The 1985 Treasury report relies on data gathered from tax returns from firms whose tax years ended between December 1980 and November 1981. The fact that these data are confined to that particular one year period has three important consequences.
First, the 1980-81 period was one of recession in the United States, and of particular economic contraction in Michigan. Therefore, the revenue and profitability of most industries were significantly below historical trend. Importantly, some industries were affected more than others. Procyclical Michigan industries – industries such as manufacturers of durable goods, including automobile manufacturers – tend to exagerrate the national economic cycle. Typically, they have better good years and worse bad years. Because of the prominence of procyclical industries in Michigan's economy, the entire state tends to swing from boom to bust more severely than the nation as a whole. Thus, Michigan suffered worse under the recession than most states. 
In addition, the inflation rate was significantly higher then than it has been in recent years – another important element for manufacturers with heavy capital investment. Under profits taxes (like the federal corporate income tax) with fixed depreciation schedules, the depreciation allowances fall quickly behind the cost of investment during periods of inflation. 
Because of the unusual and extreme economic climate of the sample period, the relative tax burdens of Michigan industries at that time would probably differ from those calculated during peak years. Thus, the results should not be generalized to the entire cycle.
A second limiting factor of the Treasury data is the short time period: 1980-81. Because industries respond differently to the economic cycle, a minimum of one complete economic cycle must be analyzed to provide a true picture.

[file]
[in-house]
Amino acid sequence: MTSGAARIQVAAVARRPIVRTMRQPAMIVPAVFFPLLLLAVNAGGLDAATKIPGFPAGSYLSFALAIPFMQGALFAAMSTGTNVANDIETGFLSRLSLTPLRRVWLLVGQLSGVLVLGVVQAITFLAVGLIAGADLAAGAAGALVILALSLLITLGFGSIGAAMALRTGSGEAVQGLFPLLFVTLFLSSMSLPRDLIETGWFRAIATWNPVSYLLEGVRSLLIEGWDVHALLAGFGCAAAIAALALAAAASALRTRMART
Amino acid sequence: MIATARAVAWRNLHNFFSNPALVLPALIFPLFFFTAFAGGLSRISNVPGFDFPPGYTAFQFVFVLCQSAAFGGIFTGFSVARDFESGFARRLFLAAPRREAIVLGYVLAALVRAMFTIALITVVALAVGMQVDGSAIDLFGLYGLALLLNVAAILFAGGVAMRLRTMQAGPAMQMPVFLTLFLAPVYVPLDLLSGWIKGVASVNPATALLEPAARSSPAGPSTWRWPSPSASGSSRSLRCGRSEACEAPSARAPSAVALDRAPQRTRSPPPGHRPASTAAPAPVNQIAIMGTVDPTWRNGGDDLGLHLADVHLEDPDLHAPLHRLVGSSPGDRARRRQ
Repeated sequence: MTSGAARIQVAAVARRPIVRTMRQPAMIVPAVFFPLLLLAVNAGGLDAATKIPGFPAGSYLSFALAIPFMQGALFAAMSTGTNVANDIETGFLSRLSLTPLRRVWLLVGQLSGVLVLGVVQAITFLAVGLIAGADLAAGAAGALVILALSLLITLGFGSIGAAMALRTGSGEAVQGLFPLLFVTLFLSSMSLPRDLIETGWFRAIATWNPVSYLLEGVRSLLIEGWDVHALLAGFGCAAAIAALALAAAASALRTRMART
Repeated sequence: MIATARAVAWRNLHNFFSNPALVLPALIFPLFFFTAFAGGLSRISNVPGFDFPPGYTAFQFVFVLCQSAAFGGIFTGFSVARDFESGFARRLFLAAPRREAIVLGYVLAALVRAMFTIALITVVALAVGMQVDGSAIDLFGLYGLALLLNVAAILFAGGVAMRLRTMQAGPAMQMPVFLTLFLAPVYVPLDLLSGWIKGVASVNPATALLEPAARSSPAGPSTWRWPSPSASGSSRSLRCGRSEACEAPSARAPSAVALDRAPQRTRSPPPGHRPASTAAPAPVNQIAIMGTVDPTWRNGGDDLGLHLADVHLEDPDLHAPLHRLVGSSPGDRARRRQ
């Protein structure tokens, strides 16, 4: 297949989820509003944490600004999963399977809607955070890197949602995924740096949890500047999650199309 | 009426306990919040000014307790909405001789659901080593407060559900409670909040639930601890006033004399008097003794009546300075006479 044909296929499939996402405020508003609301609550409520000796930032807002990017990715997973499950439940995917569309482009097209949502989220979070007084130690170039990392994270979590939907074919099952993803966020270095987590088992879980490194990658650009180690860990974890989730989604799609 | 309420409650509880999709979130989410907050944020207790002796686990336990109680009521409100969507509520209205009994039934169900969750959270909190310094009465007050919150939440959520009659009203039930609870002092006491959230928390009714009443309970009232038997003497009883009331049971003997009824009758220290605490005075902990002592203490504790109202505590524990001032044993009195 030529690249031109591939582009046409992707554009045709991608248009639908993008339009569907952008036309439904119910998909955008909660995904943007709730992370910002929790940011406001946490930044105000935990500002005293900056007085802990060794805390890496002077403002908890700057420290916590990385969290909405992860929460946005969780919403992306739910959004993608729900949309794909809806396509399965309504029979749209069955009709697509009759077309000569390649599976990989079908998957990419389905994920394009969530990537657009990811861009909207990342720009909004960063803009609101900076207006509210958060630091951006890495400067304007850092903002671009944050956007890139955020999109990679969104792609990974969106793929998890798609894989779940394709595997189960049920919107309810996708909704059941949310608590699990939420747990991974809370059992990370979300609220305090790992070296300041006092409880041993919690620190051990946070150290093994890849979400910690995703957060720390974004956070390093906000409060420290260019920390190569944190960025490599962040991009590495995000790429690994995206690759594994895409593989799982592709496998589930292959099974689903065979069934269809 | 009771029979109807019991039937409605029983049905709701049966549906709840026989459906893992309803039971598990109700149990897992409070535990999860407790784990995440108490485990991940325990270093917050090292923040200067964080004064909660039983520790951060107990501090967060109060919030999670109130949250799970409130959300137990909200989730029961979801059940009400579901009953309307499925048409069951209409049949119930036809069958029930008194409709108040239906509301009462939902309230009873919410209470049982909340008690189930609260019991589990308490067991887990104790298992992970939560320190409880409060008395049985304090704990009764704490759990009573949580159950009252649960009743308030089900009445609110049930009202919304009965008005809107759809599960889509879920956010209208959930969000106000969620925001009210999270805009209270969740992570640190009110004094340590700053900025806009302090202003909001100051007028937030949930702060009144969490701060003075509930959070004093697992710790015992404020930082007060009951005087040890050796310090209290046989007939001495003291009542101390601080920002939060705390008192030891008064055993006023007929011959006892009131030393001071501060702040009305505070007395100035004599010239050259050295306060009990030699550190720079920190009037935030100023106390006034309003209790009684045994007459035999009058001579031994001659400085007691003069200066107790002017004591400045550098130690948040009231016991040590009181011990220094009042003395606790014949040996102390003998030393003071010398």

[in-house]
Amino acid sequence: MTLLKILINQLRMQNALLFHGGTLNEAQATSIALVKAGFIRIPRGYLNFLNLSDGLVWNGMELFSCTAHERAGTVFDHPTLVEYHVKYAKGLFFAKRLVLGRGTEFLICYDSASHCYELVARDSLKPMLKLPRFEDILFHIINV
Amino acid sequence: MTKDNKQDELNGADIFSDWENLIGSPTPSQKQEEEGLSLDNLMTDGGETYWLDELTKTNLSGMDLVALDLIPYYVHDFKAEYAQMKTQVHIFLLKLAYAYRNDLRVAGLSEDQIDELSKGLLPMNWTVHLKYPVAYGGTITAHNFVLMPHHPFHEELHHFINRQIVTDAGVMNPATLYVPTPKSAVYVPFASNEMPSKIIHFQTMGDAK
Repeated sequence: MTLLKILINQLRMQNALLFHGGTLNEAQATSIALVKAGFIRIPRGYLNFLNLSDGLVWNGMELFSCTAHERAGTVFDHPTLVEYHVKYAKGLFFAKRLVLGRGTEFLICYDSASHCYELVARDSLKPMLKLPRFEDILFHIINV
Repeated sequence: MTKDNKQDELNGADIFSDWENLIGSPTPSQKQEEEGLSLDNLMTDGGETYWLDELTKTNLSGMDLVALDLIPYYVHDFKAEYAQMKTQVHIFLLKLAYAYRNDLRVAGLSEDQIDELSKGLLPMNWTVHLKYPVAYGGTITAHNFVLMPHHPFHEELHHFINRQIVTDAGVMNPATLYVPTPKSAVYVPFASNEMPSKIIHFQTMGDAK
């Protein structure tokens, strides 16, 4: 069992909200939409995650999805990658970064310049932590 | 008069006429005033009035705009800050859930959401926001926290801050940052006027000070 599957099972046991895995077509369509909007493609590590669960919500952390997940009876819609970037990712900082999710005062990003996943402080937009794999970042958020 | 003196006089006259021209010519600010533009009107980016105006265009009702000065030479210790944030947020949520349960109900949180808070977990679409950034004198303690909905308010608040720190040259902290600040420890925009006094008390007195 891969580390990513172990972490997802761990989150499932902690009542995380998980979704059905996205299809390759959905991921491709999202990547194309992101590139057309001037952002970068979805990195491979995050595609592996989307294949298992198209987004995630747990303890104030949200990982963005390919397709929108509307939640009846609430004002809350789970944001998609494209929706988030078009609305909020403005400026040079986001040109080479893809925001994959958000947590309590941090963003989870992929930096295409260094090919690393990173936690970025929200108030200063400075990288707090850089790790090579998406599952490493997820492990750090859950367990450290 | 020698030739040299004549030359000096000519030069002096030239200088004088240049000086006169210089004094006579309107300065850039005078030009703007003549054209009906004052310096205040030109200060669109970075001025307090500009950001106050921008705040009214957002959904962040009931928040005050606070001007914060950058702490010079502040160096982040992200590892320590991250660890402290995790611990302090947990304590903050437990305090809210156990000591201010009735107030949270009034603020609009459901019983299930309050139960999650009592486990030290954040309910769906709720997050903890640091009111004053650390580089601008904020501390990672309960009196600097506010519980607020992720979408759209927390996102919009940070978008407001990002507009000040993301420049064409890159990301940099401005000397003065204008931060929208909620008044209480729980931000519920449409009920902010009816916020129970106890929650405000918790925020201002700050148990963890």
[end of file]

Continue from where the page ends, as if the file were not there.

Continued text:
A third problem with the Treasury data is its age. Since 1981 began, all the fiscal and monetary policy changes under the Reagan Administration have taken effect, Michigan's economy and economic policies have changed, and the most dramatic tax code changes in a generation have been passed into law. All these have caused substantial changes in the way Michigan business operates. Therefore, the sheer time difference between the sample period and the current date limit the usefulness of any conclusions drawn from the data.
1985 Treasury Report Data Limitations: Unusual Sample Year
The sample period of the Treasury study was a time of extreme economic contraction, which affected some Michigan industries more than others.
Insufficient Sample Period
The sample period of the Treasury study was very Short, and does not indicate the behavior of various industries over the entire economic cycle.
The number and importance of economic changes occurring in the over-five-year time lapse between the sample period and the current date limit the predictive power of the data.